Sunday, June 24, 2007

Flying High

Title: West with the Night
Author: Beryl Markham

“‘When I am circumcised and become a Murani,” Kibii said, “and drink blood and curdled milk like a man, instead of ugali and nettles, like a woman, I will find whoever it was that killed my father and put my spear in his heart.’

‘You are very selfish, Kibii,’ I said. ‘I can jump as high as you can, and play all our games just as well. I can throw a spear almost as far. We will find him together and put both our spears in his heart.’”

West with the Night is the autobiography of Beryl Markham, who achieved fame when she completed the first solo transatlantic flight in the east-west direction. It was a historic flight, even though it did end when a frozen fuel line made her plane nose dive into a Newfoundland peat bog.

While the title of Markham’s autobiography references this feat, her description of the flight itself is not the most gripping part of the book. How could it be? No matter how dangerous the undertaking, there’s only so much drama that sitting in a cockpit for hours upon end can generate. Even the crash itself is rather anti-climactic. No, forget the chapters on aviation. The real winning parts of this book are the stories Markham tells about her life in Africa.

Markham was born in England, but grew up on her family’s horse farm in Kenya. Masai warriors (Murani) taught her how to track and hunt wild game, and the young Beryl became proficient at spear-throwing. She killed a black mamba snake, and was even mauled by a lion one day. This is definitely an exciting life, even though she and Kibii never did avenge his father's murder. I found that somewhat disappointing.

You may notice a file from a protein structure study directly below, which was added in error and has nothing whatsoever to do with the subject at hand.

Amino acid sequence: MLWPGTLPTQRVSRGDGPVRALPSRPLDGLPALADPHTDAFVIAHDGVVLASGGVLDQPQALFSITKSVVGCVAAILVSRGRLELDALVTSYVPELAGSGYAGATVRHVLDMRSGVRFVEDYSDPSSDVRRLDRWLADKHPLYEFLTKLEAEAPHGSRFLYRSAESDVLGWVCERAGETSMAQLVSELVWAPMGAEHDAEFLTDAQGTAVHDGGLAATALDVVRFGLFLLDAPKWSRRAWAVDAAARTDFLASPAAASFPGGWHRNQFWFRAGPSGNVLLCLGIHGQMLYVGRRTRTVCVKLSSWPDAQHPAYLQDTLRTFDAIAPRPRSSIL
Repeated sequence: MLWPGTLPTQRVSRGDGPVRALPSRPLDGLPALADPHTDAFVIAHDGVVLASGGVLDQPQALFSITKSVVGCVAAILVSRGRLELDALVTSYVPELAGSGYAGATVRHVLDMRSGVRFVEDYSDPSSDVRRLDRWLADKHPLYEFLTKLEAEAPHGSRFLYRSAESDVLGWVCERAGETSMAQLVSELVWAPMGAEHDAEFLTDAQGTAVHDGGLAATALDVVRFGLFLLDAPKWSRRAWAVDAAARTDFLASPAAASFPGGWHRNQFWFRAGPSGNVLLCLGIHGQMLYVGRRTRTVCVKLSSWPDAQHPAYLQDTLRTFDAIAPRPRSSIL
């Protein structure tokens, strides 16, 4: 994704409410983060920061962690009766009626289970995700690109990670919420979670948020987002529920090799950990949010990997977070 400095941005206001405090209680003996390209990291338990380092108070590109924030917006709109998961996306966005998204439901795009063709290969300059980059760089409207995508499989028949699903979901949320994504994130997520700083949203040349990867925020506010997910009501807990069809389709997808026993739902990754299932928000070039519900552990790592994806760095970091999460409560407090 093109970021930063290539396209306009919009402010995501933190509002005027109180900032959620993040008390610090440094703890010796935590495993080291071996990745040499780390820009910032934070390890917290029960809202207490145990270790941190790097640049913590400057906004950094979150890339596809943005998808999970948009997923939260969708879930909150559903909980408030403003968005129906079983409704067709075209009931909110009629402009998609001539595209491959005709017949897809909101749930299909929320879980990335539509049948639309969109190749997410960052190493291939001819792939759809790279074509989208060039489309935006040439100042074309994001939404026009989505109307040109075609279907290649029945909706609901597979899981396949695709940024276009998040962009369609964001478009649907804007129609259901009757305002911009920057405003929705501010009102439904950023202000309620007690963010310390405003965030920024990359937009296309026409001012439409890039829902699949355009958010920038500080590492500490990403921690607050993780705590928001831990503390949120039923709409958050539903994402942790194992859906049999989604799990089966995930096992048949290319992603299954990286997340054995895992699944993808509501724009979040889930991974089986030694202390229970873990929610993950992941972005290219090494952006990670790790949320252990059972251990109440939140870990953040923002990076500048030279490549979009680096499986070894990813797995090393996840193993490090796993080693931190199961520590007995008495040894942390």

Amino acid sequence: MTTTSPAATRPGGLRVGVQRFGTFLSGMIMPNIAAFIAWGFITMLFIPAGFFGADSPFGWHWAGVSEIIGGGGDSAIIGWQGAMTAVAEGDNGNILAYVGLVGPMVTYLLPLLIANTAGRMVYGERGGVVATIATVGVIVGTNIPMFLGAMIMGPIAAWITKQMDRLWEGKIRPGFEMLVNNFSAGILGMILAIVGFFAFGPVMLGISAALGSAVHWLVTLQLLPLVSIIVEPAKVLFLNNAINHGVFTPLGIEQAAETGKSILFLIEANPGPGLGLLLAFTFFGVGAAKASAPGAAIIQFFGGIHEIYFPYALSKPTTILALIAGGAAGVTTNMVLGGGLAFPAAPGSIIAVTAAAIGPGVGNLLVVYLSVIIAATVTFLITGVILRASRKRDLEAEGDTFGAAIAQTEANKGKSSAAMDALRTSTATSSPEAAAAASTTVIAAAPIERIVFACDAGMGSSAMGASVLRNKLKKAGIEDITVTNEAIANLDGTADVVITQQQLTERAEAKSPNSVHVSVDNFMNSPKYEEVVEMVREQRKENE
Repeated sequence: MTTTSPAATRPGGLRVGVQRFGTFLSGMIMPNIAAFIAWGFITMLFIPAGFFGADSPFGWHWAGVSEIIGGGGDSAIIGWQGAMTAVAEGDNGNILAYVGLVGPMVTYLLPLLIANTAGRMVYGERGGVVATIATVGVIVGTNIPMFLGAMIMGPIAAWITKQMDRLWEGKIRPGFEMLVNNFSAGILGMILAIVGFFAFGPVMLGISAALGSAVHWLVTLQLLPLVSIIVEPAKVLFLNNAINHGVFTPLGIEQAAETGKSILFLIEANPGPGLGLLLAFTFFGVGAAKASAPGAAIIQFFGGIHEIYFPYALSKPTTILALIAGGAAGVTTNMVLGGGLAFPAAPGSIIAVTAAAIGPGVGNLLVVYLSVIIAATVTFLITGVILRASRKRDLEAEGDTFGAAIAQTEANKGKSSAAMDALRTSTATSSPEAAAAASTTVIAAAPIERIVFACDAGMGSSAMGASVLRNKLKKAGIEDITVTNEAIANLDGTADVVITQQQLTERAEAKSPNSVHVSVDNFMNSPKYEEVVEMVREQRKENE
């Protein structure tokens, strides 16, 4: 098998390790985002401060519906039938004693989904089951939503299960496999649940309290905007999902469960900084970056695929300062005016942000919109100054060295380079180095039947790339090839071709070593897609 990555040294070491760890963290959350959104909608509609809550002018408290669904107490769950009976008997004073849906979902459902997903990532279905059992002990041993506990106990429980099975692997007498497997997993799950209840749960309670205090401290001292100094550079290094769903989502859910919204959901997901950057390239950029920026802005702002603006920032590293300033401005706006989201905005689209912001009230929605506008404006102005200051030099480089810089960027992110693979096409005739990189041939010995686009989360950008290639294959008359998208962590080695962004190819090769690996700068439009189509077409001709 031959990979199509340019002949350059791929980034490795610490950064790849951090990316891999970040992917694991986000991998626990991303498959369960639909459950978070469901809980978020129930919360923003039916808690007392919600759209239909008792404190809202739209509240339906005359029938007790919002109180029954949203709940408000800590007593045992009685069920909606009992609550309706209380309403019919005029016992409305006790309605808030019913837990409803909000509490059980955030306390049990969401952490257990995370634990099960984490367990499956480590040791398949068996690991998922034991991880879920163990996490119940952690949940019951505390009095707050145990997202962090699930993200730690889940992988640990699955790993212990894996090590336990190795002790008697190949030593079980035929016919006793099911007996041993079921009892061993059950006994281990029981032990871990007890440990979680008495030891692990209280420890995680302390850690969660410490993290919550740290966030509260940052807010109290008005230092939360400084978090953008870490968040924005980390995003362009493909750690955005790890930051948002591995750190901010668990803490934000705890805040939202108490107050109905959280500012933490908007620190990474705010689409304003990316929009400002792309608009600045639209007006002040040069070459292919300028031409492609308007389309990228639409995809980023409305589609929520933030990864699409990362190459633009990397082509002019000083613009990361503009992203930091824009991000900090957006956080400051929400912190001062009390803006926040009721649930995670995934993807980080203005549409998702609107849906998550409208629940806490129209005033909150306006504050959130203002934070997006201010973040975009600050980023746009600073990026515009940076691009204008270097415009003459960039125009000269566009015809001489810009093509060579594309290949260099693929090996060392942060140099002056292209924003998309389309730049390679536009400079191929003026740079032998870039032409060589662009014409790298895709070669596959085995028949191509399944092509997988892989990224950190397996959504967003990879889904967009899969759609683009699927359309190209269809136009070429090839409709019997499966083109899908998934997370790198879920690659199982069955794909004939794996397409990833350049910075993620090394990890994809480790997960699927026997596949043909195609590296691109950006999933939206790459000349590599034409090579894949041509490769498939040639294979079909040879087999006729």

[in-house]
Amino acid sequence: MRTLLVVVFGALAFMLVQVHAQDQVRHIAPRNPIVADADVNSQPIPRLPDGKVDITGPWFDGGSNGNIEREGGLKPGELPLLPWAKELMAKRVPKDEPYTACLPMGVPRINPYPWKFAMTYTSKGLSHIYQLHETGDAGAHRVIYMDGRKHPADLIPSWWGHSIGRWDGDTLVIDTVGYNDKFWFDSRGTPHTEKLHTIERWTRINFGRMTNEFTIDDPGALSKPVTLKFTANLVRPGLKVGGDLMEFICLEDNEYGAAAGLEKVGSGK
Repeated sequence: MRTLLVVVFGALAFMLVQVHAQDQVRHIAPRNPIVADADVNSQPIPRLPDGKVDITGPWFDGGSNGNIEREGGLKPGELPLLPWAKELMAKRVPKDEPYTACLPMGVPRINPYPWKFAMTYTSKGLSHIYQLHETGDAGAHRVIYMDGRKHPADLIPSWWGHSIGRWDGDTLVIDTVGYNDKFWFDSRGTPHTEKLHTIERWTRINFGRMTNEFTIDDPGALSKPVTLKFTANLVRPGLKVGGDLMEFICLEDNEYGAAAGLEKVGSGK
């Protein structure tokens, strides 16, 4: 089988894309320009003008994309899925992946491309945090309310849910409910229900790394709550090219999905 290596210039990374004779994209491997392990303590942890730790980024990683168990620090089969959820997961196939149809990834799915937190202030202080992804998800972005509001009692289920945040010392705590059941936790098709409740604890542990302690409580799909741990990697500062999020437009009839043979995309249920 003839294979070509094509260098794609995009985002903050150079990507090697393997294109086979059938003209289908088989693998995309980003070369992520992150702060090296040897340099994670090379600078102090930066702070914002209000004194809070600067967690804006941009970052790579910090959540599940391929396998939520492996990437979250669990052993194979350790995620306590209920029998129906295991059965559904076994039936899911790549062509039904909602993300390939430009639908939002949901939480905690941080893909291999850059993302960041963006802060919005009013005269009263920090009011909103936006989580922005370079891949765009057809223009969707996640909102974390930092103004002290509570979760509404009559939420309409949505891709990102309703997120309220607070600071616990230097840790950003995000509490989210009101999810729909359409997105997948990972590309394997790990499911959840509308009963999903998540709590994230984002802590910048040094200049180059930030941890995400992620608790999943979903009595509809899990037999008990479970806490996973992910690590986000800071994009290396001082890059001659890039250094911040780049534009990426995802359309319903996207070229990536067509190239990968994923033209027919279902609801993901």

Still, there are plenty of thrilling stories in this book. Markham grew up to become a famous pilot and horse trainer. When she was only 24-years-old, her horse won Kenya’s biggest stakes. And she takes you with her as she flies the desert, scouring the landscape for a fellow pilot who’s gone missing. No reader could be bored by this.

There’s some controversy about whether Markham herself actually wrote West with the Night, or whether the real author was her third husband, writer and journalist Raoul Schumacher. The presence of similes involving Eton school boys makes me believe that Schumacher – even if he didn’t actually write it – at least had a hefty amount of input. But really, does it even matter? West with the Night remains a terrific read, thrilling from start to finish. It’s a recognized classic of adventure writing, and definitely worth the time of anyone interested in Africa or aviation.

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posted by Elizabeth at 2:36 PM


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